In order to successfully decarbonize their fleets, business leaders are calling on the UK government to prioritize policy support for the country’s electric vehicle (EV) charging network. Failure to rapidly increase the number of public charge points could hinder plans to transition to EVs.
The UK Electric Fleets Coalition (UKEFC), which represents major fleet operators such as BT, Centrica, OVO, DPD, IKEA, and Royal Mail, has released a policy paper outlining recommendations for the government to accelerate the expansion of the charging network.
While the installation of public charge points has increased recently, it remains unevenly distributed across the country. This disparity highlights the need for a significant increase in the number of chargers to accommodate the growing demand from the rapidly expanding EV fleet in the UK. Lack of access to kerbside charging infrastructure is a pressing concern, particularly for fleet operators whose drivers take their vehicles home overnight.
The UKEFC emphasizes that planning rules, insufficient local authority funding, and a lack of data and information on how to best deliver kerbside charge points are hindering progress.
It is crucial for the government to take action in improving the accessibility of public charge points. The UKEFC’s policy paper recommends the introduction of a ‘right to plug’ that would allow EV drivers to request access to chargers in their local area. Additionally, the approval process for the installation of pavement gullies should be fast-tracked to enable safe positioning of charging cables across pavements outside homes. Planning reforms are also needed to simplify depot upgrades for local grids, facilitating the installation of new charging arrays.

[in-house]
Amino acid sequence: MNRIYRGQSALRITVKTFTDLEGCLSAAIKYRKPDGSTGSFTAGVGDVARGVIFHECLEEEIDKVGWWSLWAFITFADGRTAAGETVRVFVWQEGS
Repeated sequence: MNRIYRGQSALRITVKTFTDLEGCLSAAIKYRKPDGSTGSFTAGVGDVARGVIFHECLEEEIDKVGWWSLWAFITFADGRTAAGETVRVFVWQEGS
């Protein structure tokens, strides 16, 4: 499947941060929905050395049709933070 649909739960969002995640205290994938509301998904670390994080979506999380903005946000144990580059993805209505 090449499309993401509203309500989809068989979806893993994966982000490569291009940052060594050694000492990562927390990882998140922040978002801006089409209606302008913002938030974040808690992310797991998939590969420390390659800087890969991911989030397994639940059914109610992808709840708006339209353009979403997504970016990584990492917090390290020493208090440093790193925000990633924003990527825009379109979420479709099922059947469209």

Moreover, the UKEFC proposes a statutory duty for local authorities to facilitate chargepoint delivery and urges the government to extend the plug-in van grant beyond 2024/25.
The Department for Transport is yet to provide comment on these recommendations.
Q: What is the UK Electric Fleets Coalition (UKEFC)?
A: The UKEFC represents major fleet operators in the UK and advocates for the expansion of the EV charging network.
Q: What are the challenges facing the installation of public charge points in the UK?
A: The challenges include planning rules, lack of local authority funding, and a lack of data and information on how to deliver kerbside charging infrastructure efficiently.
Q: What recommendations does the UKEFC policy paper make?
A: Recommendations include the introduction of a ‘right to plug,’ fast-tracking approval for pavement gullies, planning reforms for depot upgrades, and extending the plug-in van grant.
Q: What is the current market share of zero emission trucks in the UK?
A: Zero emission trucks currently account for 0.8% of the market, up from 0.3% earlier this year.
Q: How are OVO, Kaluza, and Volvo collaborating to develop smart charging capabilities?
A: The companies are partnering to develop bi-directional charging technology, with the upcoming Volvo EX90 all-electric SUV being the first vehicle to feature this capability.